I have seen firsthand how women today bravely try to fight their way out of the shadows. Before entering politics, I worked as a human rights lawyer back in Naga City. My work in an NGO called SALIGAN exposed me to the legal battles of domestic violence victims. This was the time before Republic Act 9262, or the Anti-Violence Against Women and Children Act, was signed into law. I would receive calls in the middle of the night from women who sought sanctuary from their abusive partners. There was very little we could do, but we offered our small home to serve as a safe place for them, where we would work on their complaints throughout the night to make their aggressors accountable.
But when the time came for us to go to court, these women would fail to show up. They were worried for the future of their children, without the financial support of their partners. In working with these women, we understood their struggles better: how they have lost their voices in their own homes, how they have allowed frustration to foil their escape, how they have lost their own sense of self-worth.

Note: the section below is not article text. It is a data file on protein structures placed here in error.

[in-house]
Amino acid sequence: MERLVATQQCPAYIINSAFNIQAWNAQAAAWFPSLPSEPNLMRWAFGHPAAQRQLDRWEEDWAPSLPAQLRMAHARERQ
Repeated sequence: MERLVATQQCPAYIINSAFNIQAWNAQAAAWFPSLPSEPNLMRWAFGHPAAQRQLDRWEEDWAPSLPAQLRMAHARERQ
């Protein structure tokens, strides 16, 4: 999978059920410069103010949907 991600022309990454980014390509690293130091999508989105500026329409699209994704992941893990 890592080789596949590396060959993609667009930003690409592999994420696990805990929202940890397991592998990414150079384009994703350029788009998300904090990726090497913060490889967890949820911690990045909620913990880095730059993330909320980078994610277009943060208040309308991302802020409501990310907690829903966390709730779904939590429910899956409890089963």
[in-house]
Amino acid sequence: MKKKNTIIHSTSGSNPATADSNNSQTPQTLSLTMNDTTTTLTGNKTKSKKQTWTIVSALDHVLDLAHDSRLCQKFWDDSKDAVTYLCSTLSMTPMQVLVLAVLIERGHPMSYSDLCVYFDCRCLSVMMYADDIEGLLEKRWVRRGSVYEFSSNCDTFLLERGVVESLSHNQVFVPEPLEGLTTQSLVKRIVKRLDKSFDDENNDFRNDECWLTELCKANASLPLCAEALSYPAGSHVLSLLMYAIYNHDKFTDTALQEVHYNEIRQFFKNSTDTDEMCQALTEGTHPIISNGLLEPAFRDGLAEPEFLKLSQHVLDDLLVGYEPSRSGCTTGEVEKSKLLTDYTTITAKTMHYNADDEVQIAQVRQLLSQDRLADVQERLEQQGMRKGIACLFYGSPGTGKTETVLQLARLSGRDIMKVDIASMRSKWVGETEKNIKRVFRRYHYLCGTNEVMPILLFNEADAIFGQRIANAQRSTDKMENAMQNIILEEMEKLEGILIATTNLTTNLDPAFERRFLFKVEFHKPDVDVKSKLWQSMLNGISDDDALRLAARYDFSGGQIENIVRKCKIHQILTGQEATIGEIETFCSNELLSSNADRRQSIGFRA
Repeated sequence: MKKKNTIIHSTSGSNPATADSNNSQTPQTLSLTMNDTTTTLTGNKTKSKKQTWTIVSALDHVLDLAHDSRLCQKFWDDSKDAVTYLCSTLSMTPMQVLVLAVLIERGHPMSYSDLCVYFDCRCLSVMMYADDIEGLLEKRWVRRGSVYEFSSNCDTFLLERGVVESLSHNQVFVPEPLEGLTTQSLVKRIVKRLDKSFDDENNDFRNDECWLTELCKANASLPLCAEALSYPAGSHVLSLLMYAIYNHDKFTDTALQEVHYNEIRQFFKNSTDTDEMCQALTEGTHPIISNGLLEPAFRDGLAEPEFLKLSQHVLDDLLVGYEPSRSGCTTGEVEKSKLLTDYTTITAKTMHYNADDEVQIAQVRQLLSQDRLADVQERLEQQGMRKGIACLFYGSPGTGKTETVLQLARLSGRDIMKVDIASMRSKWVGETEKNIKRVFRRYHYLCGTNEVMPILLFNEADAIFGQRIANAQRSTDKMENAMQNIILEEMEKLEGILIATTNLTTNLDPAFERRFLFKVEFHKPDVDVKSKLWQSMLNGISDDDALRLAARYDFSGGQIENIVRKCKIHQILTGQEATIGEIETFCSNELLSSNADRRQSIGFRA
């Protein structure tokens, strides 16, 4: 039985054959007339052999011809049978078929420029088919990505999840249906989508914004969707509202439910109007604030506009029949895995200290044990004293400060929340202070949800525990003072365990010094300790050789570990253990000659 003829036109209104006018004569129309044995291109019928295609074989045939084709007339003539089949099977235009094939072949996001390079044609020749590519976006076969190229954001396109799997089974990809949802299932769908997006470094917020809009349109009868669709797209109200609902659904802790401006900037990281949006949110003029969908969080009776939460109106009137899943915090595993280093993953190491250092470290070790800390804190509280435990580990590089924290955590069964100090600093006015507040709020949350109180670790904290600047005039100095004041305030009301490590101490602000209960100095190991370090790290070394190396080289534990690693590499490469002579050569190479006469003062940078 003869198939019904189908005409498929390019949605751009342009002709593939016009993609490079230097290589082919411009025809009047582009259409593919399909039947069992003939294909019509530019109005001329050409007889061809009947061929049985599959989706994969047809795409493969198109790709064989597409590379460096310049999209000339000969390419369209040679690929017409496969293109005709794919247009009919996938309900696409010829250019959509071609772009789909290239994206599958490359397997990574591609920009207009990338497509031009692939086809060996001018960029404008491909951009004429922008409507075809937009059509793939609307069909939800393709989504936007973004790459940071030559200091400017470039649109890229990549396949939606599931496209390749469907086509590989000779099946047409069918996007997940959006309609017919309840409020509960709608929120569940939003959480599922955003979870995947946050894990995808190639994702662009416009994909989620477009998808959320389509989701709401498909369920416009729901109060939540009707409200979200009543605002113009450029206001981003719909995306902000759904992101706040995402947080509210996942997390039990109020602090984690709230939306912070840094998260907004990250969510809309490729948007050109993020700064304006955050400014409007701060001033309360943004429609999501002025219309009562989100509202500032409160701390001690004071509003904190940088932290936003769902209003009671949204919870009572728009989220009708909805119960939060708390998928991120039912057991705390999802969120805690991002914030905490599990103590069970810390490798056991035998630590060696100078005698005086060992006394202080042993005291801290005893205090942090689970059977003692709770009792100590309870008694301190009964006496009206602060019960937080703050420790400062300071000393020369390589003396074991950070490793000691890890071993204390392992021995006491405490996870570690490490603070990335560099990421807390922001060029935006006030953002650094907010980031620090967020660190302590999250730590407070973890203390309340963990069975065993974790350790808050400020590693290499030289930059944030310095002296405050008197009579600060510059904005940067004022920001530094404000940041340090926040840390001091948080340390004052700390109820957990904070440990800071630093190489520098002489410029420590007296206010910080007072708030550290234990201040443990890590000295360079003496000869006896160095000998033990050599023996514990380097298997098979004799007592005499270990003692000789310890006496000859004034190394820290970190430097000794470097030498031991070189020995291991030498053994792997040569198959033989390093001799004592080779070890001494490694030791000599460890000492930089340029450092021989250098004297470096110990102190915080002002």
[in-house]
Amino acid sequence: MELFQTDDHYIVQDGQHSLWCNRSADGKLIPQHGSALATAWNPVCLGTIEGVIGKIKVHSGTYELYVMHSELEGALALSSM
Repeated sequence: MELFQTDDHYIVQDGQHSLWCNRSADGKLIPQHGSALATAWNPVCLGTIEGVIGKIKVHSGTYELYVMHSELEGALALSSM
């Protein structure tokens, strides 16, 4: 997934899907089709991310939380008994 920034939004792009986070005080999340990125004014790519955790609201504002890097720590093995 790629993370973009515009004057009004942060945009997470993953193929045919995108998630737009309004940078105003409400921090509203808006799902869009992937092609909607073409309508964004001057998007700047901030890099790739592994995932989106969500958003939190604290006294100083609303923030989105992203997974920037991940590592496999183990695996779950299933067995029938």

Witnessing their struggles opened my eyes to the bigger picture: the root of the problem is economic dependence. True independence can only be achieved when women are economically empowered. When they are free from self-doubt, they will be brave enough to go through the process of emancipation from those who would seek to use them and control them.
To address all these, we formed Lakas ng Kababaihan ng Naga Federation, and organized an NGO called Bantay Familia to provide training and livelihood opportunities to victims of gender violence, teaching them how to provide for themselves and their children. Bantay Familia served as a community watch group, aimed at preventing domestic abuse and protecting victims and survivors of violence. This eventually led to the establishment of a Women’s Crisis Center in all the barangays in Naga City. After the center opened, we saw a spike in the number of rape and domestic abuse cases reported, as victims became more confident that someone will listen to them.